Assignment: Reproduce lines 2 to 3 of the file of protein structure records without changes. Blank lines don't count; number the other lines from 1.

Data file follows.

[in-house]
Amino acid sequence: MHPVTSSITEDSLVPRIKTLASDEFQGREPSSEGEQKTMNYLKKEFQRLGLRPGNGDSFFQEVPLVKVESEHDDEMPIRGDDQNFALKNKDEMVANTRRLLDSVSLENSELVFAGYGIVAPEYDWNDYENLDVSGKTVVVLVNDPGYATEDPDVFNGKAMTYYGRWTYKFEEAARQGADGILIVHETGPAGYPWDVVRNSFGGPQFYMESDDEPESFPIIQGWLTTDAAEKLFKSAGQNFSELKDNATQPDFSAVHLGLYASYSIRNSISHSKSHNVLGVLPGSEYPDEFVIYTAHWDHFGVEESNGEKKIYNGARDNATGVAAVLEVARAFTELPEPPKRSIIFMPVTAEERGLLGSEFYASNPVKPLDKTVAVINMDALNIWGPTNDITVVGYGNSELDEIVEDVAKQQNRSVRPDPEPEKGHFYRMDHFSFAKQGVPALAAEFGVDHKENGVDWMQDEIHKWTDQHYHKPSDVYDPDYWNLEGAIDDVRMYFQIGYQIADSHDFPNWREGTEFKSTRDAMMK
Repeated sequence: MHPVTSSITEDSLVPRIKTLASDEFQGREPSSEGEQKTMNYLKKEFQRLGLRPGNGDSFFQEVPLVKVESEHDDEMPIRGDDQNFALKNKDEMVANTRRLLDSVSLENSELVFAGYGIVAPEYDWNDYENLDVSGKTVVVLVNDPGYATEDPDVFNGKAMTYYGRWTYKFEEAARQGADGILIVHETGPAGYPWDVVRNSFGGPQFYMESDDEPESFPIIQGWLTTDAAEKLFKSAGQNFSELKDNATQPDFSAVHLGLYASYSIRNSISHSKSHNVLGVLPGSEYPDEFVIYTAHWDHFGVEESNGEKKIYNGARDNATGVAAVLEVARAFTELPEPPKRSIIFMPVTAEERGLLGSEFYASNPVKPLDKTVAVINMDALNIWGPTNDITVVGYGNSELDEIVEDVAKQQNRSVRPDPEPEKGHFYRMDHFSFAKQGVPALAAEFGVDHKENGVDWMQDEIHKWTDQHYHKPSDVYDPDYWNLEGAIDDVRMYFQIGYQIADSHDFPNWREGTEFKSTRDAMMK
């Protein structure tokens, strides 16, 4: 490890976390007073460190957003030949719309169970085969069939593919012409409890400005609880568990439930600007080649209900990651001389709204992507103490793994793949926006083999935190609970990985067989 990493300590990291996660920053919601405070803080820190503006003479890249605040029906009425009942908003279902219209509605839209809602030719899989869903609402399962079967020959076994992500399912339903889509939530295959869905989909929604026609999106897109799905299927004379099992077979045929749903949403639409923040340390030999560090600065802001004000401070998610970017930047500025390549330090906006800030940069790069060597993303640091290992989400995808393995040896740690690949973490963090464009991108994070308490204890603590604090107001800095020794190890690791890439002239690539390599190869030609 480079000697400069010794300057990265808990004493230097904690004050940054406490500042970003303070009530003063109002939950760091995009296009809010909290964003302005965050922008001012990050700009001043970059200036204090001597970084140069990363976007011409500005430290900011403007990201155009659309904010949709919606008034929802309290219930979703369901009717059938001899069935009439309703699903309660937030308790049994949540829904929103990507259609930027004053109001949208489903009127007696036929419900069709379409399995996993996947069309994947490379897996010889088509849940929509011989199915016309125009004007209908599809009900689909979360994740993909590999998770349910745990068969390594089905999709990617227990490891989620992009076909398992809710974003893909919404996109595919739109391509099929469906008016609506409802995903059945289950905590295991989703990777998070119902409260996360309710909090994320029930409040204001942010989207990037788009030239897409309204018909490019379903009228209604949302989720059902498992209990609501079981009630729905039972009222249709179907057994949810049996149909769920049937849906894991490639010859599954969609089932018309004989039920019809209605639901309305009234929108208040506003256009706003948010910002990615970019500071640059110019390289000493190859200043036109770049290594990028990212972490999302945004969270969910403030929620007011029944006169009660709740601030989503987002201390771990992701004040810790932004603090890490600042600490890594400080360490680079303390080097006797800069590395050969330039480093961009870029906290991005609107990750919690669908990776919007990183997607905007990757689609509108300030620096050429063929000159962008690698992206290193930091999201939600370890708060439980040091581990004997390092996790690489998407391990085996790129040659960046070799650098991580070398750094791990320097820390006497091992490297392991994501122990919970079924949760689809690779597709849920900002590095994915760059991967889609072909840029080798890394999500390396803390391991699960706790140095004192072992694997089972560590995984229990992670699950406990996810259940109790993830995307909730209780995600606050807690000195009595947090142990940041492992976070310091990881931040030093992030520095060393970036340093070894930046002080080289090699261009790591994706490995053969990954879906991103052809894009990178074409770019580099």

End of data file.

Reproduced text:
Amino acid sequence: MHPVTSSITEDSLVPRIKTLASDEFQGREPSSEGEQKTMNYLKKEFQRLGLRPGNGDSFFQEVPLVKVESEHDDEMPIRGDDQNFALKNKDEMVANTRRLLDSVSLENSELVFAGYGIVAPEYDWNDYENLDVSGKTVVVLVNDPGYATEDPDVFNGKAMTYYGRWTYKFEEAARQGADGILIVHETGPAGYPWDVVRNSFGGPQFYMESDDEPESFPIIQGWLTTDAAEKLFKSAGQNFSELKDNATQPDFSAVHLGLYASYSIRNSISHSKSHNVLGVLPGSEYPDEFVIYTAHWDHFGVEESNGEKKIYNGARDNATGVAAVLEVARAFTELPEPPKRSIIFMPVTAEERGLLGSEFYASNPVKPLDKTVAVINMDALNIWGPTNDITVVGYGNSELDEIVEDVAKQQNRSVRPDPEPEKGHFYRMDHFSFAKQGVPALAAEFGVDHKENGVDWMQDEIHKWTDQHYHKPSDVYDPDYWNLEGAIDDVRMYFQIGYQIADSHDFPNWREGTEFKSTRDAMMK
Repeated sequence: MHPVTSSITEDSLVPRIKTLASDEFQGREPSSEGEQKTMNYLKKEFQRLGLRPGNGDSFFQEVPLVKVESEHDDEMPIRGDDQNFALKNKDEMVANTRRLLDSVSLENSELVFAGYGIVAPEYDWNDYENLDVSGKTVVVLVNDPGYATEDPDVFNGKAMTYYGRWTYKFEEAARQGADGILIVHETGPAGYPWDVVRNSFGGPQFYMESDDEPESFPIIQGWLTTDAAEKLFKSAGQNFSELKDNATQPDFSAVHLGLYASYSIRNSISHSKSHNVLGVLPGSEYPDEFVIYTAHWDHFGVEESNGEKKIYNGARDNATGVAAVLEVARAFTELPEPPKRSIIFMPVTAEERGLLGSEFYASNPVKPLDKTVAVINMDALNIWGPTNDITVVGYGNSELDEIVEDVAKQQNRSVRPDPEPEKGHFYRMDHFSFAKQGVPALAAEFGVDHKENGVDWMQDEIHKWTDQHYHKPSDVYDPDYWNLEGAIDDVRMYFQIGYQIADSHDFPNWREGTEFKSTRDAMMK